The relationship will offer some healthy perspective on your obsession, but it will also make you feel like a lunatic
My wife and I have a deal: every time she joins me for a run around the park near where we live, I buy her flowers. I’m still not entirely sure why I agreed to this, but so far the arrangement hasn’t driven me to destitution. In the past five years, we’ve gone running together three times. She’s more of a yoga person.
Not that I wish it were otherwise. Being a runner who lives with a non-runner has its upsides. For one thing, it allows for a little healthy perspective—a reminder that some people, indeed the vast majority of people, really couldn’t care less about whether they manage to get in at least eight miles before dinner. There are tragedies in the world of much greater consequence than the fact that you missed your Sunday long run—like meeting your significant other at a trendy brunch spot dressed in split shorts and a singlet.
The flip side is that the lunacy of running becomes more apparent when your partner is a nonparticipant. After all, you’re the one who takes a lap in the park at 11:30 p.m. You’re the one who goes for a “rest day” jog in blizzard conditions. You’re the one who returns home from early morning races, your significant other still fast asleep as you furtively climb back into bed like a sweaty philanderer. (You’ve had a fling with an uptown 5K—you and 5,000 other freaks.)
I wasn’t always this dedicated. I was a decent runner at university, but I adopted a more casual relationship with the sport after an injury ended my competitive career early on. Most of my friends were more interested in binge drinking than hill repeats, so I took some time off—by which I mean about nine years. In 2013, the desire came back. I joined a club and started doing intervals again. I ran the New York City Marathon. I started referring to my “weekly mileage,” like this was a normal thing to do.
Nora, my wife (girlfriend at the time), was supportive of my increasing fanaticism, although I think it still baffles her that anyone would take running so seriously. In this, her attitude is consistent with that of her alma mater, the Rhode Island School of Design. The school’s basketball team is called the Balls; the hockey team is called the Nads. (Chant: “Go Nads.”) The mascot is a cape-wearing phallus called Scrotie. To further bolster the art-school-student cliché, Nora owns a T-shirt that reads “SPORTS.”
I think there’s a cultural aspect to this contrast, too. I’m half-American, but Nora is from Austria, the country where we both grew up. It’s a place where the prospect of adulthood always felt much more austere compared to the fun-loving USA. In the “old country,” everyone over 18 is expected to be unflamboyant about their athletic pursuits. (Skiing being a notable exception.) Members of our parents’ generation might have belonged to a tennis club or have occasionally gone for a jog, but it is all very understated. This is changing, if only gradually. In the United States, meanwhile, exhibiting an active lifestyle is encouraged, no matter how old you are: “26.2” bumper stickers, corporate lawyer “dadbros” who shred on weekends, the Lululemon set. In this sense, I’m much more American than my wife. I drank the Kool-Aid. These days, I own five pairs of racing flats.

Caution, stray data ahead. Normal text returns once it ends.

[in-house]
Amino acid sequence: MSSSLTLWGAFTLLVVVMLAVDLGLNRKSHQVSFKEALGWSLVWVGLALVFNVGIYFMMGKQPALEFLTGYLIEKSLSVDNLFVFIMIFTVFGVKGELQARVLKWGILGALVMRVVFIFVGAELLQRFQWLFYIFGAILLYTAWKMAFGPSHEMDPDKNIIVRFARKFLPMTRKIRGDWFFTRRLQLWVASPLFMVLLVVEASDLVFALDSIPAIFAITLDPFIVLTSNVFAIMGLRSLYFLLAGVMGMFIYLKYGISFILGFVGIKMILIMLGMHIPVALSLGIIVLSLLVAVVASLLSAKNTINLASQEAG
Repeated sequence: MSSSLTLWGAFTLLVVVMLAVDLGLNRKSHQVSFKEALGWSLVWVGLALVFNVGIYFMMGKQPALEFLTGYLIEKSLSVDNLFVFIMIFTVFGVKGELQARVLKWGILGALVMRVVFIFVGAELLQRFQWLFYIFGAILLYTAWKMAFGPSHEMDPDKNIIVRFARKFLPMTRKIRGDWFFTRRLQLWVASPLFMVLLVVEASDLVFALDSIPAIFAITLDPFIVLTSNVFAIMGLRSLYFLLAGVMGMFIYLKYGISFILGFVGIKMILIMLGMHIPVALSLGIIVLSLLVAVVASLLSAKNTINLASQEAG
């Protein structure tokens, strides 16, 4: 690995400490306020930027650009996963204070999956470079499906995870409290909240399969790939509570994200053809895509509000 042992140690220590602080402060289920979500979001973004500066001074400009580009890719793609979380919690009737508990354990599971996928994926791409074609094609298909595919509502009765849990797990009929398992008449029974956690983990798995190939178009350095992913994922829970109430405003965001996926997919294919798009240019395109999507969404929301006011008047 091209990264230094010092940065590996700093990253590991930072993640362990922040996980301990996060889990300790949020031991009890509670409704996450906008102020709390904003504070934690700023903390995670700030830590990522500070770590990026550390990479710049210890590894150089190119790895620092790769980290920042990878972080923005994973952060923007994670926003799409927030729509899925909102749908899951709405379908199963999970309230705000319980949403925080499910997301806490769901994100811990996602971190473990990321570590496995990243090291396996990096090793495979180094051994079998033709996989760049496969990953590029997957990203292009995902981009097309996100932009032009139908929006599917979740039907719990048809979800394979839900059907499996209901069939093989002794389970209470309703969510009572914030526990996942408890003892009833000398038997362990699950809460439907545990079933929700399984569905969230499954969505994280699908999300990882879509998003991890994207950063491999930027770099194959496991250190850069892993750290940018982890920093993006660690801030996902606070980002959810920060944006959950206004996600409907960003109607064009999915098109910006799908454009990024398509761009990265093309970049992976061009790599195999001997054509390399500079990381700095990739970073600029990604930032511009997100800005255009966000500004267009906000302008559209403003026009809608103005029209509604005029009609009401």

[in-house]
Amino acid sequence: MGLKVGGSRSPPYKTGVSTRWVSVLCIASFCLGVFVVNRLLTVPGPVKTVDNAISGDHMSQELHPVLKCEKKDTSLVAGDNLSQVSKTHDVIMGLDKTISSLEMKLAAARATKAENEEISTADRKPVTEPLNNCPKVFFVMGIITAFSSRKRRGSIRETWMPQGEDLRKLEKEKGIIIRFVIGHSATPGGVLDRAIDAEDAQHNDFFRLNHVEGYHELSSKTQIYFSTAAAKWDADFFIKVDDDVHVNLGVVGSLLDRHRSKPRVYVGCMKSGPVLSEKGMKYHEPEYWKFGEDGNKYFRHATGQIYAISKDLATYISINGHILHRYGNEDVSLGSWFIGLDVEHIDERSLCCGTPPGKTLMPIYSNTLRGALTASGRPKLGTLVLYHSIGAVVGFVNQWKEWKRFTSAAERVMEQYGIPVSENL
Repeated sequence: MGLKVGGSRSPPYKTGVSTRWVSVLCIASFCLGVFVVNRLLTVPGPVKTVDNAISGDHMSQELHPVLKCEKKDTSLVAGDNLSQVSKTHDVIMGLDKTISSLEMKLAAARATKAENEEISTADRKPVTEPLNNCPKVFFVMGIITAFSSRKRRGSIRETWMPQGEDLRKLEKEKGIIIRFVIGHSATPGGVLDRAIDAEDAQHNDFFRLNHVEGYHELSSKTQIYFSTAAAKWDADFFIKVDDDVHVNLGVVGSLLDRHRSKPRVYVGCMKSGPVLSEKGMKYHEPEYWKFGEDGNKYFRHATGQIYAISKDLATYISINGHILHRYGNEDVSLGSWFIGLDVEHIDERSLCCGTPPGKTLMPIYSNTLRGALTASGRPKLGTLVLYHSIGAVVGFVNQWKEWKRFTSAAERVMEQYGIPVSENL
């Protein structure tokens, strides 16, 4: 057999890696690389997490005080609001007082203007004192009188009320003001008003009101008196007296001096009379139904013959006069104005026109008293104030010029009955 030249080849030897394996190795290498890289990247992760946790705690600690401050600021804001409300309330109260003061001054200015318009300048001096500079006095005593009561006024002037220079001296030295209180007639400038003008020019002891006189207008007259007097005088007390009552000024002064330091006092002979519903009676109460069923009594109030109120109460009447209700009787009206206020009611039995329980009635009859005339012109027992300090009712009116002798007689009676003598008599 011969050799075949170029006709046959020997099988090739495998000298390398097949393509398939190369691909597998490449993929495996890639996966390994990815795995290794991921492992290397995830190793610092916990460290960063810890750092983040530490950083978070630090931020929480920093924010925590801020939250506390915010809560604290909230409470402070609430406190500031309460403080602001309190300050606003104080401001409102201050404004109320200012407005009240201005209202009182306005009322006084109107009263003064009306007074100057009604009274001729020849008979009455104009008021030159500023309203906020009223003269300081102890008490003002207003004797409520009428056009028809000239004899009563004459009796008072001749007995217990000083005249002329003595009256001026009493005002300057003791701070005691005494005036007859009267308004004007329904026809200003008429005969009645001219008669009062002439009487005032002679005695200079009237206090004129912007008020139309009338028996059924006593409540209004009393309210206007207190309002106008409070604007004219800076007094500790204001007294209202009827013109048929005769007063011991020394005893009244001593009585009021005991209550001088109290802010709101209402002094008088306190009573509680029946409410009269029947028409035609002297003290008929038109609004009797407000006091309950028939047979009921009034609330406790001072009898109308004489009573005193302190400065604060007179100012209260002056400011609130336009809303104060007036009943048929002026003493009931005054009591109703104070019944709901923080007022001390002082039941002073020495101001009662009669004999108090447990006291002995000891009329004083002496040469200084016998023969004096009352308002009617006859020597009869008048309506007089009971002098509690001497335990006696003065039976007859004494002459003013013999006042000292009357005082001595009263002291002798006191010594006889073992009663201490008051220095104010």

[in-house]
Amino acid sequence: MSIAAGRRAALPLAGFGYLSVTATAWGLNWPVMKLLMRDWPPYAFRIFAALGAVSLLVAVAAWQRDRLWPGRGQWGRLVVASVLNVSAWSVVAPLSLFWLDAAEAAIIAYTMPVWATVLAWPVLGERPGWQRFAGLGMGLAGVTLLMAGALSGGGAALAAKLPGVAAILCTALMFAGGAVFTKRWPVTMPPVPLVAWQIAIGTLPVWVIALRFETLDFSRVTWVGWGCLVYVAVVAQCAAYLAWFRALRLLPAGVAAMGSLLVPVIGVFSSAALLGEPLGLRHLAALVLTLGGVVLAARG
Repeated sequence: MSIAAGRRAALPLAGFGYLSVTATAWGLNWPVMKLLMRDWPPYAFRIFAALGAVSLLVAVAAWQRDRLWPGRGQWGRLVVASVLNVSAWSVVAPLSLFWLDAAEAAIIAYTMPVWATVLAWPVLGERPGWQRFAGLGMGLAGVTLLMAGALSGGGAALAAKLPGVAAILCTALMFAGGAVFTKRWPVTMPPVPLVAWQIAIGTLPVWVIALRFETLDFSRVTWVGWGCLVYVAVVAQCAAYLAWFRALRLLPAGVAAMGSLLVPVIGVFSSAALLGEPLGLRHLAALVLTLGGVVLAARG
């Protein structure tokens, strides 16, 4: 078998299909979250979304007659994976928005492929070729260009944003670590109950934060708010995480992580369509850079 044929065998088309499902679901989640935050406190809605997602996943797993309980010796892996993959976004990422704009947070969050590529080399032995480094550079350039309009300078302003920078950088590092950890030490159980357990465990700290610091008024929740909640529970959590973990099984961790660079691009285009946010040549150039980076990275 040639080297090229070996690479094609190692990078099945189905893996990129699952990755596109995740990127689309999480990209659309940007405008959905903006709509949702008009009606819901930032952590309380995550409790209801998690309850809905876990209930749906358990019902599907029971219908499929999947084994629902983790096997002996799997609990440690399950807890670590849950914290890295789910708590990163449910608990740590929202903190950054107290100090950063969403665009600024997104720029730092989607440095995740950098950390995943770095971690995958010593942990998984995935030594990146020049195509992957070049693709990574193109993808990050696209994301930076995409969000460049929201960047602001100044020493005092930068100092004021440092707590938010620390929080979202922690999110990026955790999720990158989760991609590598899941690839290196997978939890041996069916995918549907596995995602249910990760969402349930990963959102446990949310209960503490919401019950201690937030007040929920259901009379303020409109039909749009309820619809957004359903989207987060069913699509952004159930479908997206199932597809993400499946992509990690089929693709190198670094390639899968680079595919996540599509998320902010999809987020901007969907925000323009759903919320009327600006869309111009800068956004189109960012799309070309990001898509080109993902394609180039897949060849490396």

Even though it’s a subject I frequently write about, I’m always bashful about bringing up my own running. (Though clearly not bashful enough.) In the opening paragraph of his memoir, What I Talk About When I Talk About Running, Haruki Murakami writes that “a gentleman shouldn’t go on and on about what he does to stay fit.” He then goes on and on about something millions of people do to stay fit. I understand his initial hesitancy. I’m not remotely close to being a professional athlete, so who cares about the tempo I did last Thursday? At times, it feels hard to justify doing it at all.
But when you live with someone, it’s not easy to be discreet about your jock habits. Your dirty laundry is always on display. I mean that literally. There’s a drying rack in our modest-sized New York City apartment, which, more often than not, will be laden with my pungent workout attire. I’ll be thinking, “Hey, it’s not so bad,” while Nora is lighting incense in the next room.
Such challenges of cohabitation are real enough, but traveling is the ultimate way to see how well a relationship holds up under duress—especially when one of you is a runner. On trips, you’re more tethered to one another than at home; that post-breakfast 18-miler becomes a shared burden. We’ve forgone the scenic route many times in favor of bombing down some loveless stretch of highway just so somebody could get in a jog before sunset. Lest anyone should accuse me of not knowing how to show a girl a good time: on a recent visit to California, we spent the better part of an hour driving around a desert town in search of a 400-meter track.
We started taking tango lessons last year. To say this is a form of reparations is not strictly accurate, since I do actually want to learn—or, rather, I want to already be really good. Nora is already really good. Me, not so much. The idea is that dance, unlike running, is something we can actually do together. This is certainly true in theory. Our instructor is a middle-aged Serb named Dragan who likes to hijack my wife to demonstrate his killer moves.
I’m starting to think that maybe we should take up badminton.